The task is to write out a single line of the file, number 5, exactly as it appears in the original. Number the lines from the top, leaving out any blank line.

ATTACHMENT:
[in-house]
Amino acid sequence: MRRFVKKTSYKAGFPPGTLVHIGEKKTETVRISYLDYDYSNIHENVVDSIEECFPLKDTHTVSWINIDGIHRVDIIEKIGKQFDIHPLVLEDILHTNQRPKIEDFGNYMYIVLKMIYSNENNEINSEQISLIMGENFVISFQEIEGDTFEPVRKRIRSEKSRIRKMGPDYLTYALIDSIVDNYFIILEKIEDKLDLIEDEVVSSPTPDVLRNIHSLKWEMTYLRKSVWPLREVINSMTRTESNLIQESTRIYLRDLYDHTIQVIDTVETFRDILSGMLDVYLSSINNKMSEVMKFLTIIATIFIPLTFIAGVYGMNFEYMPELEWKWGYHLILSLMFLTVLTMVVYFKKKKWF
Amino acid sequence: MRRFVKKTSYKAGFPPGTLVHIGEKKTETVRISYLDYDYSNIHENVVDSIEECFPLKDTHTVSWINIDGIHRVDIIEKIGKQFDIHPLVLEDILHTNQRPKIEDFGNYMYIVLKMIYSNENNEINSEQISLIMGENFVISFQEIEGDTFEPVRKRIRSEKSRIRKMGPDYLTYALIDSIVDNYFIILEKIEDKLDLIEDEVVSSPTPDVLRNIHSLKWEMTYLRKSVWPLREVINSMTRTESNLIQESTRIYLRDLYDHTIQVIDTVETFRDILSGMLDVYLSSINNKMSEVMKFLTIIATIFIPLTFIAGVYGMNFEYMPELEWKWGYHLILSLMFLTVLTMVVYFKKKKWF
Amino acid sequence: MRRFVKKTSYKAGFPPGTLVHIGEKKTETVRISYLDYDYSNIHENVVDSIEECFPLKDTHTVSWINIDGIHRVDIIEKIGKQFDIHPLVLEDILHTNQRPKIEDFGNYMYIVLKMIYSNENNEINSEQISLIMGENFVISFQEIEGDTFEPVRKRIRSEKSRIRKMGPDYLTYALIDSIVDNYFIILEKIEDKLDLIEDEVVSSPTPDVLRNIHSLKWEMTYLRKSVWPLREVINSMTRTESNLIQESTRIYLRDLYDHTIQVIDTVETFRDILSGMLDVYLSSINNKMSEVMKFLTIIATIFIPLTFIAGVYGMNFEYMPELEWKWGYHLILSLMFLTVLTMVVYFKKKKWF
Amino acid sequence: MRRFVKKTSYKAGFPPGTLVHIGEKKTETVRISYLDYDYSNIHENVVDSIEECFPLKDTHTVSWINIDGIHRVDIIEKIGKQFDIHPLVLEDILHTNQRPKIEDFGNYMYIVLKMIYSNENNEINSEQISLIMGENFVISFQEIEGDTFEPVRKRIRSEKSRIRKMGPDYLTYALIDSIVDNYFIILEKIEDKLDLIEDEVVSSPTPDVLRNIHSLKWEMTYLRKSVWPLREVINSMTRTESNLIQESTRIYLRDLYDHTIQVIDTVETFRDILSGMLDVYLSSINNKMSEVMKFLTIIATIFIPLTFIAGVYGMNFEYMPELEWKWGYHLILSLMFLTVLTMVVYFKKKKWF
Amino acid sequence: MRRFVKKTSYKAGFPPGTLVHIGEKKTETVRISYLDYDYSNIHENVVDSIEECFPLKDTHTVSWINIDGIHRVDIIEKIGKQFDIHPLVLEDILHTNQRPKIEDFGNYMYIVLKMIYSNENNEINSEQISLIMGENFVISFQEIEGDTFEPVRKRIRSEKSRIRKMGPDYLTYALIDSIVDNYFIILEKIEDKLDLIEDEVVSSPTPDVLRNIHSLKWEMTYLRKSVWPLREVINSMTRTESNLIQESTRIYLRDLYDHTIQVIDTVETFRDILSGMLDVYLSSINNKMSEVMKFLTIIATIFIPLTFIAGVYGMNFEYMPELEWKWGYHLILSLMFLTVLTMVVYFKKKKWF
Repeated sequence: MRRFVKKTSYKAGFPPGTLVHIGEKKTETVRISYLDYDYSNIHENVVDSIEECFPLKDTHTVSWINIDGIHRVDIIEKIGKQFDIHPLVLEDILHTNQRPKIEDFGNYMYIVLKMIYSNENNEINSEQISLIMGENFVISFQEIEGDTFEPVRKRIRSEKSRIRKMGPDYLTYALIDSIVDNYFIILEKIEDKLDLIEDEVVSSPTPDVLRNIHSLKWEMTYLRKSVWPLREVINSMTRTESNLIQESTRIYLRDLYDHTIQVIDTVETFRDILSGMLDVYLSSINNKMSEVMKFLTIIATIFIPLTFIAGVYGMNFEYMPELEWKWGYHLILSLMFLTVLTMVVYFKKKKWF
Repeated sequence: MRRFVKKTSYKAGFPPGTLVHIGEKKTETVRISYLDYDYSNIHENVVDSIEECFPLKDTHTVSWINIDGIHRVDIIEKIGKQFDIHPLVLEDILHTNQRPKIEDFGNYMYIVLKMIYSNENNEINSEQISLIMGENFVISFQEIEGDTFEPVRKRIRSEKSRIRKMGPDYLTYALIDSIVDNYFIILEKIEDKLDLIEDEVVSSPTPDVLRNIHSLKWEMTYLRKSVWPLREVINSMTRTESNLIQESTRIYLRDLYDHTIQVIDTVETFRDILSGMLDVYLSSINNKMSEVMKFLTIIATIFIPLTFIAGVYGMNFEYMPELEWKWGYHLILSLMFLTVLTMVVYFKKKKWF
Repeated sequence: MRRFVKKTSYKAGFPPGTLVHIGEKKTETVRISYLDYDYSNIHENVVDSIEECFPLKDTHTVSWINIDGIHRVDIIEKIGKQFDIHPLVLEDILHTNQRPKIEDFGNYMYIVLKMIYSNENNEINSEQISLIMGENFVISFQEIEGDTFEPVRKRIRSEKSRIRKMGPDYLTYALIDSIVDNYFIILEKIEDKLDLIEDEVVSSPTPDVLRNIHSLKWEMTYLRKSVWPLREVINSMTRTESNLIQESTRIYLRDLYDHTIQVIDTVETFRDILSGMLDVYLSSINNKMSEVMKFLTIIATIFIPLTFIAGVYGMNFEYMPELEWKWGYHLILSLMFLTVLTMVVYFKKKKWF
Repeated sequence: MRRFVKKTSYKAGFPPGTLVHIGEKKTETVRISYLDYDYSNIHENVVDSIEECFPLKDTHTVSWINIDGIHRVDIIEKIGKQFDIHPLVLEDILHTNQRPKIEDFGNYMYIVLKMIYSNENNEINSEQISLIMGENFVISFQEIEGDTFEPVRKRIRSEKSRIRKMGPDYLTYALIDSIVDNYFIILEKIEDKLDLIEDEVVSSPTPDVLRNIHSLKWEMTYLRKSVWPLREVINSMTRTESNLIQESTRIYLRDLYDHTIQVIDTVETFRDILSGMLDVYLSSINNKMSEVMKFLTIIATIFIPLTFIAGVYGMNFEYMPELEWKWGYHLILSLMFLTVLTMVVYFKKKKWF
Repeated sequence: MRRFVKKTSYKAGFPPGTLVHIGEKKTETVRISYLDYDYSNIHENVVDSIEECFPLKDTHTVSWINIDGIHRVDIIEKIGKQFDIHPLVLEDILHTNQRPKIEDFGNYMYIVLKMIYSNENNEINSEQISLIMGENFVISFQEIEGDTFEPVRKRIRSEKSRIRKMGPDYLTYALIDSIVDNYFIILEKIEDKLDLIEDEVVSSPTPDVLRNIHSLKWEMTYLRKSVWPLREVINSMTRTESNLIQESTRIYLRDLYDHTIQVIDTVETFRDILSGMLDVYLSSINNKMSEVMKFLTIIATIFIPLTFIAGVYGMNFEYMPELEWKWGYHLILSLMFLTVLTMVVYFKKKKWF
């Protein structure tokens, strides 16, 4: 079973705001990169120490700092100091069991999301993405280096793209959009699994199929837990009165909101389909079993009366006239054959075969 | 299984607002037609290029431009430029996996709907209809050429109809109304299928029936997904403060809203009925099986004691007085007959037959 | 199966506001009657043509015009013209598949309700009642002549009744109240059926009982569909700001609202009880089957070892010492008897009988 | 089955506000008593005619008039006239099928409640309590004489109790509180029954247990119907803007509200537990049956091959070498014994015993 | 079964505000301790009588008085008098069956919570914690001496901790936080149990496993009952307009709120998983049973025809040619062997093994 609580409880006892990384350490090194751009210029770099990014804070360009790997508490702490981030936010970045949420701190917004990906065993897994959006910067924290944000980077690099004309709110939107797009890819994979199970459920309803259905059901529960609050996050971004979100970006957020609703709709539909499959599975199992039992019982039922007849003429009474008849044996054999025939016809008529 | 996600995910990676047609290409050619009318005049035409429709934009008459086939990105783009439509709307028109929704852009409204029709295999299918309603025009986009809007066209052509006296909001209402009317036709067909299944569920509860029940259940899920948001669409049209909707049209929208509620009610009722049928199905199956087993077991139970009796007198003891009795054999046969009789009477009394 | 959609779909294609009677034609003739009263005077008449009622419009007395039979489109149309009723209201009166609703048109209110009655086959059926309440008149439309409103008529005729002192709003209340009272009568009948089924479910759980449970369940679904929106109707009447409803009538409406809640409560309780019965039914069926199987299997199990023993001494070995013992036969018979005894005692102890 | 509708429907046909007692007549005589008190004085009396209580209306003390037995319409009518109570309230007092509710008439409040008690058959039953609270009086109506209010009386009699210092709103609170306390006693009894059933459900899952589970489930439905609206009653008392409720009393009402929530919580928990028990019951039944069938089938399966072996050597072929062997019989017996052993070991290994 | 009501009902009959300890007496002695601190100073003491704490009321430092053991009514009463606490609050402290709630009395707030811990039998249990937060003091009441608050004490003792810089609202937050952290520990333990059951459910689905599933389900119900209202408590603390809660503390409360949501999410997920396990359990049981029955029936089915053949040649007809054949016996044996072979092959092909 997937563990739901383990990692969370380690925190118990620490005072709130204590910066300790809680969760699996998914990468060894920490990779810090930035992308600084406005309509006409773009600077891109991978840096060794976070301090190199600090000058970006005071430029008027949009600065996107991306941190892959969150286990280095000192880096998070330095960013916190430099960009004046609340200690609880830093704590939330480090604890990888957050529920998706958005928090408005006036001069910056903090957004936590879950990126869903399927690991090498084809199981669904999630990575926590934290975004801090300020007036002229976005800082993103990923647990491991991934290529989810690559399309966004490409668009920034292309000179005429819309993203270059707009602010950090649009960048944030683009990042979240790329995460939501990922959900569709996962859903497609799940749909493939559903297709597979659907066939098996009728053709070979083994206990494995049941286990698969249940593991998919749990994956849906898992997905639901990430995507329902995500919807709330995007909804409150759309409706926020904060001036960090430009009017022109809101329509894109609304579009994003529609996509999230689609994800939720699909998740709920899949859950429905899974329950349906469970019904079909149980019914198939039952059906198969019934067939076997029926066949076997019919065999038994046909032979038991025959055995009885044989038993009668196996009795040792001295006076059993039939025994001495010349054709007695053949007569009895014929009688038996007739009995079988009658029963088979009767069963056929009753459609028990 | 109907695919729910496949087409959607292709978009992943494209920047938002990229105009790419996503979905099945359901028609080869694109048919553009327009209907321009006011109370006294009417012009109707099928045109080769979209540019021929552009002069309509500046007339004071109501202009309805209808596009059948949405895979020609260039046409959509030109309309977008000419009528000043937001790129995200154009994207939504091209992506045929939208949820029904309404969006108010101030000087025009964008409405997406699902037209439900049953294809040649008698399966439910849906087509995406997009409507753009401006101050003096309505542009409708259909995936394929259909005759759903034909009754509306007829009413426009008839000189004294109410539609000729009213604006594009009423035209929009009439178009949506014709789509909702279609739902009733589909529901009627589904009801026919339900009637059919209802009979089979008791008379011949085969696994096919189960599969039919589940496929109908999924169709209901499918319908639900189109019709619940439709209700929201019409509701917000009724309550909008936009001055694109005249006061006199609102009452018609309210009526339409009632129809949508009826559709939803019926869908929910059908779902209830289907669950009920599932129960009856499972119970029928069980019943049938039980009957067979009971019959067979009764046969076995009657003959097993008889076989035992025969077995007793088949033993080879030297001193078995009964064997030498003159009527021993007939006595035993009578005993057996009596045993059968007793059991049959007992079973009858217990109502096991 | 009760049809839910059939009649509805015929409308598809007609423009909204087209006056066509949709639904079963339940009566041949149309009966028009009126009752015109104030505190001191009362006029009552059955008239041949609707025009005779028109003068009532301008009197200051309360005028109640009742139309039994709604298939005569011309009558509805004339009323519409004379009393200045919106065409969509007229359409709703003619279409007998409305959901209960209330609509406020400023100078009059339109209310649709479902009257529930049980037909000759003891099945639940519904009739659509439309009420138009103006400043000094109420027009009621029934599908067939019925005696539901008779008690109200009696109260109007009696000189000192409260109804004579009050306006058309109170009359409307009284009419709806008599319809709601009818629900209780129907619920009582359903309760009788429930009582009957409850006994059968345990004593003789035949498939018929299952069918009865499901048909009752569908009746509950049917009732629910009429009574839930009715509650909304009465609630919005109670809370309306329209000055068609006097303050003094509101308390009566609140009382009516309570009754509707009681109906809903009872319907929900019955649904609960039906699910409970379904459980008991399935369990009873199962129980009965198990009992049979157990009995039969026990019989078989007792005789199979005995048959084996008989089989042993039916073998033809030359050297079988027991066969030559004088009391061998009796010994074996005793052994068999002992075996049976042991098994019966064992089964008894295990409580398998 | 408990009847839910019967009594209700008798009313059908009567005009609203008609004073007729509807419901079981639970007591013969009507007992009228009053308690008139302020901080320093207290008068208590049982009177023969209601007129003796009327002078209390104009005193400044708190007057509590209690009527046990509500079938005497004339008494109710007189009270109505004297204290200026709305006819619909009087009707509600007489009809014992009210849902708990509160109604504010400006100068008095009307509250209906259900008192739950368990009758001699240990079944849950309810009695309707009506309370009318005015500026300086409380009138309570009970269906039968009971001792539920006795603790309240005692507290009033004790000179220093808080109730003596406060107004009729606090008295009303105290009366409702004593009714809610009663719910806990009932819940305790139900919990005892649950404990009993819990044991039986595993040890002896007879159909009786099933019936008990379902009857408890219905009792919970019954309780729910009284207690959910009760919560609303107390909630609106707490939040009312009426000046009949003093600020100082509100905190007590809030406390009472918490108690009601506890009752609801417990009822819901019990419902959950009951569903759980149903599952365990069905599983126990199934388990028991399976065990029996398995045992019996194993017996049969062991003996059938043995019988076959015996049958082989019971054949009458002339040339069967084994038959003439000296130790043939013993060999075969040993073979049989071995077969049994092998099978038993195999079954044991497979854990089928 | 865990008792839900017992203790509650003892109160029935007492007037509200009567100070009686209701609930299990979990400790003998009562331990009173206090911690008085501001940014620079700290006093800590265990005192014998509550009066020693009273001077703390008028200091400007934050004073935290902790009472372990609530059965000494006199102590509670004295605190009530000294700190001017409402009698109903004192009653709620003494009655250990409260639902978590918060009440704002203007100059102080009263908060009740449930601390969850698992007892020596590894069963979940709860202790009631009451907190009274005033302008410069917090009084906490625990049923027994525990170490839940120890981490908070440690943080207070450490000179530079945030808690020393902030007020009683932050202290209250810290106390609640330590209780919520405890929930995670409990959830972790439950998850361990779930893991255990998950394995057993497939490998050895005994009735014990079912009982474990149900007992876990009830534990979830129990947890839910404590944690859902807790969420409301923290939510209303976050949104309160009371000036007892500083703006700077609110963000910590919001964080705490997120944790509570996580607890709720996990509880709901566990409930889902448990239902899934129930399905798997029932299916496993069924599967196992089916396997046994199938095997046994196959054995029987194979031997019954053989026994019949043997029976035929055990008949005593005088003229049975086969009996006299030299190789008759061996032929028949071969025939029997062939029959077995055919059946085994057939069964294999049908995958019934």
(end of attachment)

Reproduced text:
Amino acid sequence: MRRFVKKTSYKAGFPPGTLVHIGEKKTETVRISYLDYDYSNIHENVVDSIEECFPLKDTHTVSWINIDGIHRVDIIEKIGKQFDIHPLVLEDILHTNQRPKIEDFGNYMYIVLKMIYSNENNEINSEQISLIMGENFVISFQEIEGDTFEPVRKRIRSEKSRIRKMGPDYLTYALIDSIVDNYFIILEKIEDKLDLIEDEVVSSPTPDVLRNIHSLKWEMTYLRKSVWPLREVINSMTRTESNLIQESTRIYLRDLYDHTIQVIDTVETFRDILSGMLDVYLSSINNKMSEVMKFLTIIATIFIPLTFIAGVYGMNFEYMPELEWKWGYHLILSLMFLTVLTMVVYFKKKKWF